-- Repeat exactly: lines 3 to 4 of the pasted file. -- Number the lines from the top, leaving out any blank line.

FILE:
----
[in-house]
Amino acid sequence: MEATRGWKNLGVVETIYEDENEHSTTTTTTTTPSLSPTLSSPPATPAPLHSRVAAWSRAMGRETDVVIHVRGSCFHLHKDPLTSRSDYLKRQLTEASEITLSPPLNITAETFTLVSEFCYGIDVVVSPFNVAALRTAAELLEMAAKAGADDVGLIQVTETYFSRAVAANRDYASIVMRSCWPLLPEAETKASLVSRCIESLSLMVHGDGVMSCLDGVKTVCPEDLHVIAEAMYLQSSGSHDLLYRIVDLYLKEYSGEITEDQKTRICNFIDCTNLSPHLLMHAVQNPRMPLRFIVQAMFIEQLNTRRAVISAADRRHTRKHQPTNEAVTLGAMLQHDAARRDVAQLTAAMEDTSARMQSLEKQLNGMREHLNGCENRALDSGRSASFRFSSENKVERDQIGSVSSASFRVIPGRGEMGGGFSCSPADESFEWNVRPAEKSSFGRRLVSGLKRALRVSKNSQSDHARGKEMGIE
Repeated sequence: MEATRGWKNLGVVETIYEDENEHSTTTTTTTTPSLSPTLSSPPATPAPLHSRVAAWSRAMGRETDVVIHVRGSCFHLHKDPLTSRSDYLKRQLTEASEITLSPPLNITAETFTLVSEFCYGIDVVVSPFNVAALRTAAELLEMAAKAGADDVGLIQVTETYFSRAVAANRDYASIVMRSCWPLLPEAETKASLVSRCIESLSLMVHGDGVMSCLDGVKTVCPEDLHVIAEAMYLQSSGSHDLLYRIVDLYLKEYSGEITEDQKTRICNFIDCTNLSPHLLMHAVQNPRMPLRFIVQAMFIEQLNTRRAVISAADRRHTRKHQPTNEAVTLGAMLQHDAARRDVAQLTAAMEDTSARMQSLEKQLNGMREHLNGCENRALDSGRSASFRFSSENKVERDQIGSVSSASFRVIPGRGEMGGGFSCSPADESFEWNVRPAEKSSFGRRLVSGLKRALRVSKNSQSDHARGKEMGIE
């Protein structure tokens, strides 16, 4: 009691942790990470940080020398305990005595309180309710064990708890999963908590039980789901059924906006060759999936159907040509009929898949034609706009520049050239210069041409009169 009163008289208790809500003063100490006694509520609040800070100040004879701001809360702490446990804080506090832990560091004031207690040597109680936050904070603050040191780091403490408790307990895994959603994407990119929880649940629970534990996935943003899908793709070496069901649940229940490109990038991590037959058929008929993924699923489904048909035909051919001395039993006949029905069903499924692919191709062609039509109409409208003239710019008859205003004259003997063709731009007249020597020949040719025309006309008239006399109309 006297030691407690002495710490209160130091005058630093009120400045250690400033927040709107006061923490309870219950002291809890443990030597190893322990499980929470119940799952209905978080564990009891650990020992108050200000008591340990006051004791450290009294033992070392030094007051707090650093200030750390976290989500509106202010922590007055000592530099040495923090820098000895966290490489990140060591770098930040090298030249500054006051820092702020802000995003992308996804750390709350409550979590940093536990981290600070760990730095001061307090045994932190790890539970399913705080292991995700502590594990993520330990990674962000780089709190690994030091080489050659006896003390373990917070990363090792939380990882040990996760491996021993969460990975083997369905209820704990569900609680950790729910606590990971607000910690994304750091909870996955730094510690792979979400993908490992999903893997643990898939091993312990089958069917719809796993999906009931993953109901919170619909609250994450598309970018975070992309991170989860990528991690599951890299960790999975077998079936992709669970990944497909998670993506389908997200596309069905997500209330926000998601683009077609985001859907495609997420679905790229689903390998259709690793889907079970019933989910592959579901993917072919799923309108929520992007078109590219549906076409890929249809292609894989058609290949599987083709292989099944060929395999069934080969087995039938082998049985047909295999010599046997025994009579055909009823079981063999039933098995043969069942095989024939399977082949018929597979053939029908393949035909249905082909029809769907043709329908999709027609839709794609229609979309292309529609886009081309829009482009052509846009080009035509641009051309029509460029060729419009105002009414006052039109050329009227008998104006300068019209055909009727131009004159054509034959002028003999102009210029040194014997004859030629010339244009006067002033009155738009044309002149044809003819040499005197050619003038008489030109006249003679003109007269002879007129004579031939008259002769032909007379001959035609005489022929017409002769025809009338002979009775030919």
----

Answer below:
Repeated sequence: MEATRGWKNLGVVETIYEDENEHSTTTTTTTTPSLSPTLSSPPATPAPLHSRVAAWSRAMGRETDVVIHVRGSCFHLHKDPLTSRSDYLKRQLTEASEITLSPPLNITAETFTLVSEFCYGIDVVVSPFNVAALRTAAELLEMAAKAGADDVGLIQVTETYFSRAVAANRDYASIVMRSCWPLLPEAETKASLVSRCIESLSLMVHGDGVMSCLDGVKTVCPEDLHVIAEAMYLQSSGSHDLLYRIVDLYLKEYSGEITEDQKTRICNFIDCTNLSPHLLMHAVQNPRMPLRFIVQAMFIEQLNTRRAVISAADRRHTRKHQPTNEAVTLGAMLQHDAARRDVAQLTAAMEDTSARMQSLEKQLNGMREHLNGCENRALDSGRSASFRFSSENKVERDQIGSVSSASFRVIPGRGEMGGGFSCSPADESFEWNVRPAEKSSFGRRLVSGLKRALRVSKNSQSDHARGKEMGIE
């Protein structure tokens, strides 16, 4: 009691942790990470940080020398305990005595309180309710064990708890999963908590039980789901059924906006060759999936159907040509009929898949034609706009520049050239210069041409009169 009163008289208790809500003063100490006694509520609040800070100040004879701001809360702490446990804080506090832990560091004031207690040597109680936050904070603050040191780091403490408790307990895994959603994407990119929880649940629970534990996935943003899908793709070496069901649940229940490109990038991590037959058929008929993924699923489904048909035909051919001395039993006949029905069903499924692919191709062609039509109409409208003239710019008859205003004259003997063709731009007249020597020949040719025309006309008239006399109309 006297030691407690002495710490209160130091005058630093009120400045250690400033927040709107006061923490309870219950002291809890443990030597190893322990499980929470119940799952209905978080564990009891650990020992108050200000008591340990006051004791450290009294033992070392030094007051707090650093200030750390976290989500509106202010922590007055000592530099040495923090820098000895966290490489990140060591770098930040090298030249500054006051820092702020802000995003992308996804750390709350409550979590940093536990981290600070760990730095001061307090045994932190790890539970399913705080292991995700502590594990993520330990990674962000780089709190690994030091080489050659006896003390373990917070990363090792939380990882040990996760491996021993969460990975083997369905209820704990569900609680950790729910606590990971607000910690994304750091909870996955730094510690792979979400993908490992999903893997643990898939091993312990089958069917719809796993999906009931993953109901919170619909609250994450598309970018975070992309991170989860990528991690599951890299960790999975077998079936992709669970990944497909998670993506389908997200596309069905997500209330926000998601683009077609985001859907495609997420679905790229689903390998259709690793889907079970019933989910592959579901993917072919799923309108929520992007078109590219549906076409890929249809292609894989058609290949599987083709292989099944060929395999069934080969087995039938082998049985047909295999010599046997025994009579055909009823079981063999039933098995043969069942095989024939399977082949018929597979053939029908393949035909249905082909029809769907043709329908999709027609839709794609229609979309292309529609886009081309829009482009052509846009080009035509641009051309029509460029060729419009105002009414006052039109050329009227008998104006300068019209055909009727131009004159054509034959002028003999102009210029040194014997004859030629010339244009006067002033009155738009044309002149044809003819040499005197050619003038008489030109006249003679003109007269002879007129004579031939008259002769032909007379001959035609005489022929017409002769025809009338002979009775030919």